________________ CM . . . . Volume VII Number 18 . . . . May 11, 2001

The Science of Living Things.

St. Catharines, ON: Crabtree Publishing, 2000.
32 pp., pbk. & cl., $7.16 (pbk.), $18.36 (cl.).

Grades 2 - 5 / Ages 7 - 10.
Review by Gillian Noonan.



How Do Animals Adapt?

Bobbie Kalman.
ISBN 0-86505-957-8 (pbk.), ISBN 0-86505-980-2 (cl.).

Subject Heading:
Animals-Adaptation-Juvenile literature.

**** /4


How Do Animals Move?

Niki Walker and Bobbie Kalman.
ISBN 0-86505-958-6 (pbk.), ISBN 0-86505-981-0 (cl.).

Subject Heading:
Animal locomotion-Juvenile literature.

**** /4

excerpt: (from How Do Animals Move?)

Many animals scurry up tree trunks to escape enemies or find food. Some live in the treetops. Many of these animals are not only expert climbers, but they also have found interesting ways to get from tree to tree.
How Do Animals Adapt? and How Do Animals Move? are comprehensive explorations of animal adaptations and movement for young readers. Both are part of a 21 book series, "The Science of Living Things."

      In How Do Animals Adapt? readers learn how animals adapt to survive with respect not only to climate, darkness, food, defenses and camouflage but also to offspring, people and mimicry. These adaptations are well explained in double page spreads with examples clearly depicted in photographs and diagrams and developed through their accompanying captions.

      As the title suggests, movement is the focus of How Do Animals Move?. Beginning with a description of the anatomy of movement, the reader is exposed to the many different ways of animal movement in the air, on land, under ground and in the water. Several unconventional variations (e.g. looping of inchworms, the rectilinear motion of snakes) are included. Once again, the photographs and diagrams plainly support the double page spread discussions of animal movement.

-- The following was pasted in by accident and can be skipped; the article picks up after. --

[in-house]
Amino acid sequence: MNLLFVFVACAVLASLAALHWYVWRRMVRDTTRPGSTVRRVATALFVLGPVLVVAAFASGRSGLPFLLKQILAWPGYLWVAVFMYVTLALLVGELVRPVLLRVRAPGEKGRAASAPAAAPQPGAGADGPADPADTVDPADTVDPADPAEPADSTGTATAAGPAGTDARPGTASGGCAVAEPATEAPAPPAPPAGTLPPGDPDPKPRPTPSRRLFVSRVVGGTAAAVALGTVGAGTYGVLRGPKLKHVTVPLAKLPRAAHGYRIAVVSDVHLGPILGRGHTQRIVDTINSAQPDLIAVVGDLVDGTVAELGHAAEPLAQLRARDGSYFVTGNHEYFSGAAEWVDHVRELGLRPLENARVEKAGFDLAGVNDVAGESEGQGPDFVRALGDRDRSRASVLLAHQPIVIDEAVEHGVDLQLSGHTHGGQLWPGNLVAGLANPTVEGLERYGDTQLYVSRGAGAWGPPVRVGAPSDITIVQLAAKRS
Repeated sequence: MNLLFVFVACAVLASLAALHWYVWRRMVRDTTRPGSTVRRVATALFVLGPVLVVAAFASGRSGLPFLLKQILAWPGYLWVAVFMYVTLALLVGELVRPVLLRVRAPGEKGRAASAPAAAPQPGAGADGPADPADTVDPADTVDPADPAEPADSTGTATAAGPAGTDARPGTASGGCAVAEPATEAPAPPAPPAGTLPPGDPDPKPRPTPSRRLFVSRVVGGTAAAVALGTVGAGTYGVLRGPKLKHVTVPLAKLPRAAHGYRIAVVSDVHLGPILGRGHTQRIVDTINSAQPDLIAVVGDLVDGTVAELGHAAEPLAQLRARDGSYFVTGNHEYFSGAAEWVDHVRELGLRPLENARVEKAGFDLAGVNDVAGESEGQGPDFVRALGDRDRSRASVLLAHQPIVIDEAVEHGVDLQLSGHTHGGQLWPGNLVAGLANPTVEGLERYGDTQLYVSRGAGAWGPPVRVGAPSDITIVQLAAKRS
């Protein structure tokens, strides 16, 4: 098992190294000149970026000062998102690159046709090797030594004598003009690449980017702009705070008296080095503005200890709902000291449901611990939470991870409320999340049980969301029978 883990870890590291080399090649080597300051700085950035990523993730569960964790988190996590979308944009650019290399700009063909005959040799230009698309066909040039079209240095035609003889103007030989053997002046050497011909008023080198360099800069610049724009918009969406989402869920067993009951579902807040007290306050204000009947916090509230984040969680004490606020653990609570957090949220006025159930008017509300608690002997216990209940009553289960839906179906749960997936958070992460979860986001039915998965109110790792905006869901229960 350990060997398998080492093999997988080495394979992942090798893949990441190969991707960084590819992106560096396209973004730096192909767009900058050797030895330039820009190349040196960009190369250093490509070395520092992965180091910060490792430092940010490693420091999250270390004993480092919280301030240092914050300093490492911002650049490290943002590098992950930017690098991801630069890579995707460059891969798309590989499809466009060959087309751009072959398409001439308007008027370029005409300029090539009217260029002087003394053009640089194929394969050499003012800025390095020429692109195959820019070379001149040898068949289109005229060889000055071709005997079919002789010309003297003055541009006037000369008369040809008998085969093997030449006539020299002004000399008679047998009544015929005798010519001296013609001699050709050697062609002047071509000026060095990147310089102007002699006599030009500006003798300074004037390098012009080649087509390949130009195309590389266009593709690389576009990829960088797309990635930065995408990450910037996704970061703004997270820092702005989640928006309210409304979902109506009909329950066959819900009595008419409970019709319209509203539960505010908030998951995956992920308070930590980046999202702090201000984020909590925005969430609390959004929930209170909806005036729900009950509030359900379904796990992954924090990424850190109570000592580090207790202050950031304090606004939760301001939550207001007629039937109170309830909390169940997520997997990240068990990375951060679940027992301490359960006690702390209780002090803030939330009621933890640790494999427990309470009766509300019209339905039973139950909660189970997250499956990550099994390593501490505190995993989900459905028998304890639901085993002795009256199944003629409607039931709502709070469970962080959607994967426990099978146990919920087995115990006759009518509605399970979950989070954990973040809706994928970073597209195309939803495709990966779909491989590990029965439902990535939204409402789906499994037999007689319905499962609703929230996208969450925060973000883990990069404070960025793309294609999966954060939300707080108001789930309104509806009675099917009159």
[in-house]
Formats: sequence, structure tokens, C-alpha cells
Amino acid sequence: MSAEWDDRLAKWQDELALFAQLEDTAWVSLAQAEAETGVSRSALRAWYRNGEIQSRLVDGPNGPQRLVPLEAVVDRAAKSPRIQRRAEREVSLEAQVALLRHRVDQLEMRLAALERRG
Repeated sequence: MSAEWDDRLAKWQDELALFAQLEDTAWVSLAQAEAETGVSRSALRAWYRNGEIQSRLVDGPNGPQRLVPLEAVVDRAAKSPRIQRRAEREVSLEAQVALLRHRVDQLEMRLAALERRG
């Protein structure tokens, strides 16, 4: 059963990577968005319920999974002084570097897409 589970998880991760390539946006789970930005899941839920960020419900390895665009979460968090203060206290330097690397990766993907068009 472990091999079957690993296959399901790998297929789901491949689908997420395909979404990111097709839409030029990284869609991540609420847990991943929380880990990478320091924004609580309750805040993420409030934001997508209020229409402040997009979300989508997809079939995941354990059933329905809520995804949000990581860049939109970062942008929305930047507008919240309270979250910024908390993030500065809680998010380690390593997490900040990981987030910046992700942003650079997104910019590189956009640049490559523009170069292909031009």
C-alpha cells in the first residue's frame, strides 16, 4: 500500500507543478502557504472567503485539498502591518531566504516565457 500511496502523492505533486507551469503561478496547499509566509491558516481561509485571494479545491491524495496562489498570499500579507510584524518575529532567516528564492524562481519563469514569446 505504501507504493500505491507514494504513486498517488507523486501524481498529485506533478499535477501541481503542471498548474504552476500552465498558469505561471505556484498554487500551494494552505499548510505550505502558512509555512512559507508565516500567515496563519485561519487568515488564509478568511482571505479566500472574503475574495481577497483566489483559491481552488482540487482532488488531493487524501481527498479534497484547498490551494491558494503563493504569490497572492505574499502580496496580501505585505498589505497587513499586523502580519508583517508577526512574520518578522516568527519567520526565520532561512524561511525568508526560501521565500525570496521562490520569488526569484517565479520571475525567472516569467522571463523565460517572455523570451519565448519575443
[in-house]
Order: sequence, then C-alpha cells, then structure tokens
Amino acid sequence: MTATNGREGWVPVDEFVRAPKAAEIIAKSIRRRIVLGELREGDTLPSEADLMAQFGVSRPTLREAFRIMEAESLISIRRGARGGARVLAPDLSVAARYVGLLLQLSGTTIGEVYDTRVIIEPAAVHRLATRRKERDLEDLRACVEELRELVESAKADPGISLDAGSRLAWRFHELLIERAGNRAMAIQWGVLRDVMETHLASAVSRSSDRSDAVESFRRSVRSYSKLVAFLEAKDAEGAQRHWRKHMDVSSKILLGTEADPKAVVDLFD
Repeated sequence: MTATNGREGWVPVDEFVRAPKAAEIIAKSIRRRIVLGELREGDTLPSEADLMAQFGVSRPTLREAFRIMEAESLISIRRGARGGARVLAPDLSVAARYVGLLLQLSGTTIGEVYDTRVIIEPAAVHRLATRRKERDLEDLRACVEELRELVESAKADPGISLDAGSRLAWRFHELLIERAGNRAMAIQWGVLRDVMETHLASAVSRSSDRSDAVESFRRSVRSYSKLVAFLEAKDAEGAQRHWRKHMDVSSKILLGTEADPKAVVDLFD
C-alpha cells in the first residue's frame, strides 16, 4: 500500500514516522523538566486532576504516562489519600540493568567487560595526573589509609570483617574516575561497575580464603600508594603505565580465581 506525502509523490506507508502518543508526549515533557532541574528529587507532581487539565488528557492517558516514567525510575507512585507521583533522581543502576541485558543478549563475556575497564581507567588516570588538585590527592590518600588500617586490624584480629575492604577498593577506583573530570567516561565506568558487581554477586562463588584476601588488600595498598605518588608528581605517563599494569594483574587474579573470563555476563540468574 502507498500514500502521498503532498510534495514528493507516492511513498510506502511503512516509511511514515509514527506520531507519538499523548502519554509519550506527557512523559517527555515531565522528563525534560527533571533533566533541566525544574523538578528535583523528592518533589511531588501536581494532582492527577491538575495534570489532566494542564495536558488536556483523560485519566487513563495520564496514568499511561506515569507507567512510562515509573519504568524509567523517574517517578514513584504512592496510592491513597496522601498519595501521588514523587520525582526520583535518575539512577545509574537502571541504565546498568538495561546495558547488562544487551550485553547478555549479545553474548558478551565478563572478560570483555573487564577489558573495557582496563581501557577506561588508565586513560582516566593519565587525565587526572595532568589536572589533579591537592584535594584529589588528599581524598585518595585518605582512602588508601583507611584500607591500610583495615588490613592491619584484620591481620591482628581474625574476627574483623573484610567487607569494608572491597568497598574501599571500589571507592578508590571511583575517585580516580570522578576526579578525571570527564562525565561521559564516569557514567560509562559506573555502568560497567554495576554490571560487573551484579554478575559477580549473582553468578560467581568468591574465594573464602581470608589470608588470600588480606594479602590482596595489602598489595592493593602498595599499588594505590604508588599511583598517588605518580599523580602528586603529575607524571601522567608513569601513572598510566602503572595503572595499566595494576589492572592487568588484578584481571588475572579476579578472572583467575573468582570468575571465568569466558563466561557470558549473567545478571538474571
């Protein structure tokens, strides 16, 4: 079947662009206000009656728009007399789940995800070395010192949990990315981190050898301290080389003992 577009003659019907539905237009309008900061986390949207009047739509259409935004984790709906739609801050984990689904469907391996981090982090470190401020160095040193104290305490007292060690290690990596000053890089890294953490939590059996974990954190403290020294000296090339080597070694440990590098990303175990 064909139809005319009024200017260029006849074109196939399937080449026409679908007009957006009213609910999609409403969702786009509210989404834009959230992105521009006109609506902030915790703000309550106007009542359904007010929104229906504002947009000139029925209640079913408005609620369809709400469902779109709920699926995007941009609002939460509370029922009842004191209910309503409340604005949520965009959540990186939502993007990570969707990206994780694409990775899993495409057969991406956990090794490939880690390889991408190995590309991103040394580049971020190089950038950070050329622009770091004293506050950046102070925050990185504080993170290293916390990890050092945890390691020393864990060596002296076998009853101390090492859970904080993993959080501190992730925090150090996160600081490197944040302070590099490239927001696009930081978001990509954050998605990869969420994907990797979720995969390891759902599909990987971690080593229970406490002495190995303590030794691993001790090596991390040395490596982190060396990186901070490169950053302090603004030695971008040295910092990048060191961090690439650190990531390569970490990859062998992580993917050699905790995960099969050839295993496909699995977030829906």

The language of both titles is simple enough for young readers without talking down to them. In both books, terminology is featured in boldface. Some of these words are explained in the basic glossary while the majority are explained succinctly in the text. Many of these terms provide readers with some fascinating, uncommon words (e.g. brachiation, potassium, skein, and estimate). As do many of Kalman's books, both of these titles have a table of contents, glossary and index which are all sufficient to introduce young readers to the nature of these tools.

      Both titles would make excellent additions to any science collection for young readers.

Highly Recommended.

Gillian Martin Noonan is a teacher living in Old Perlican, NF.

To comment on this title or this review, send mail to cm@umanitoba.ca.

Copyright © the Manitoba Library Association. Reproduction for personal use is permitted only if this copyright notice is maintained. Any other reproduction is prohibited without permission.

Published by
The Manitoba Library Association
ISSN 1201-9364